Understanding market makers
Every time we make a trade we’re participating in a match-making system. In an ideal market, that system is able to coordinate between us and other participants to make sure everybody gets what they need as quickly as possible.
This is what exchanges usually do using a variety of methods. Whenever Alice needs x amount of asset a, the exchange will pair her with Bob, who’s willing to trade that with her for y amount of asset b.
But what happens when neither Bob, or anyone in that marketplace, can make the trade Alice is looking for? Alice will go somewhere else in search of x amount of asset a, of course.
This is often what happens in marketplaces “in the wild”: there is a bid-ask spread. Alice’s specific bid (buying price) might not match Bob’s specific ask (selling price) and they’re both left waiting for someone else to show up who’s willing to make the deal on their respective terms.
How does that work?
However, let’s say we have a third participant, Charlie, who’s always willing to help both Alice and Bob by buying and selling what each of them needs. Charlie could sell to Alice and buy from Bob given that he has enough of both assets a and b readily available. The market would then be much more efficient.
What Charlie is doing here is effectively “making a market” for the exchange of assets a and b. He’s making sure all participants can get what they want, at the right time, by providing liquidity.
In formal terms, a market maker is: “A participant in financial markets, including cryptocurrency markets, who helps facilitate trading activities by providing liquidity to the market. The primary function of a market maker is to create a market for a particular asset by continuously quoting both buy and sell prices.”
Every exchange needs these market makers in order to satisfy its users and allow them to enter or exit the market at any time, no matter their size. They also help to reduce the overall volatility of asset prices and tighten the bid-ask spread.
Market makers, in turn, can profit from the bid-ask spread by employing a number of different strategies. For example, Charlie could sell Alice’s asset b at a higher price after his eventual purchase.
Market makers in crypto
Cryptocurrency markets are no different than traditional markets in terms of their need for market makers. Both centralized and decentralized exchanges need them in order to satisfy the bids and asks of their users by having deep liquidity — that is, large amounts of specific assets readily available for trade.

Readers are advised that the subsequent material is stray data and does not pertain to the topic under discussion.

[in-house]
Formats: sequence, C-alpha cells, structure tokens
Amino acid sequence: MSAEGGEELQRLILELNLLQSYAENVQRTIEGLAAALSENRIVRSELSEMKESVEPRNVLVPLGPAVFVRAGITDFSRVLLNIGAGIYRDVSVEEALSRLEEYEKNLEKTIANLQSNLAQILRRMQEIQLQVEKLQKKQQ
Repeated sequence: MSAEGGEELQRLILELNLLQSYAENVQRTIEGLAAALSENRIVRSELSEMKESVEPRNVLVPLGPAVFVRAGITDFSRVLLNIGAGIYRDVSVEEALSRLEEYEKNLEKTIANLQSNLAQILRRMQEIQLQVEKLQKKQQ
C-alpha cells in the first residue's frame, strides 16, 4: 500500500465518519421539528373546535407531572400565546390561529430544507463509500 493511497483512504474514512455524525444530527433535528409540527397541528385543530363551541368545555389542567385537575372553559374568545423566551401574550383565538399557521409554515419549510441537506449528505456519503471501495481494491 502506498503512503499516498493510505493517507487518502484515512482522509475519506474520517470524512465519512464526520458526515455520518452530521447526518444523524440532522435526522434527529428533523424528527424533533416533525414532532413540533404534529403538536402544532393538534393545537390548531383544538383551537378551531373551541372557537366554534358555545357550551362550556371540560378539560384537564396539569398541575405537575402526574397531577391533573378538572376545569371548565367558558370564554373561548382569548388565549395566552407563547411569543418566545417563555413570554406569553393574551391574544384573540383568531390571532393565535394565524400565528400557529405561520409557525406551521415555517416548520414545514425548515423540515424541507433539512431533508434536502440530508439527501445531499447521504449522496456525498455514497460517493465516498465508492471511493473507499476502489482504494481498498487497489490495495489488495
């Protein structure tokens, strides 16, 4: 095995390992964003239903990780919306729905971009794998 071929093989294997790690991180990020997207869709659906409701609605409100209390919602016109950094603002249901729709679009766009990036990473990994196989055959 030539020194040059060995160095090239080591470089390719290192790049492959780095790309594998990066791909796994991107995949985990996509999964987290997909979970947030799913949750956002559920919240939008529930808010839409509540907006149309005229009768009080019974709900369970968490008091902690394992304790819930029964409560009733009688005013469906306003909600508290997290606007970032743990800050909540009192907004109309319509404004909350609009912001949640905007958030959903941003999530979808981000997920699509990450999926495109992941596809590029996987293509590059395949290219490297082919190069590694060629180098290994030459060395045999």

It’s even fair to say that the need for market makers is even more pronounced in cryptocurrency markets for three main reasons:
- Volatility: Market makers play a role in ensuring that these assets remain fairly priced amidst the dramatic swings that exist in these markets.
- Adoption: The fact that cryptocurrency markets are permissionless — anyone can open one — creates a greater need for participants who are willing to support the availability of new assets.
- Infancy: Crypto as an industry, and thus all its markets, are very early compared to most traditional markets, making sufficient liquidity more urgent to spur adoption.
Crypto market makers vs TradFi market makers
Likewise, there are some important ways in which crypto market making is different from market making in traditional financial markets. Crypto market makers operate under different conditions:
Building market makers for crypto
Despite playing a fundamentally similar role within their respective markets, we can see that cryptocurrency market making and traditional market making operate in very different settings.
Crypto market makers have to prepare for the unique opportunities and complexities that exist in a decentralized environment. They have to develop sophisticated algorithms to adequately manage liquidity, ensure assets are available across an ever-expanding range of markets, and leverage a whole new set of tools to glean insights and opportunities.
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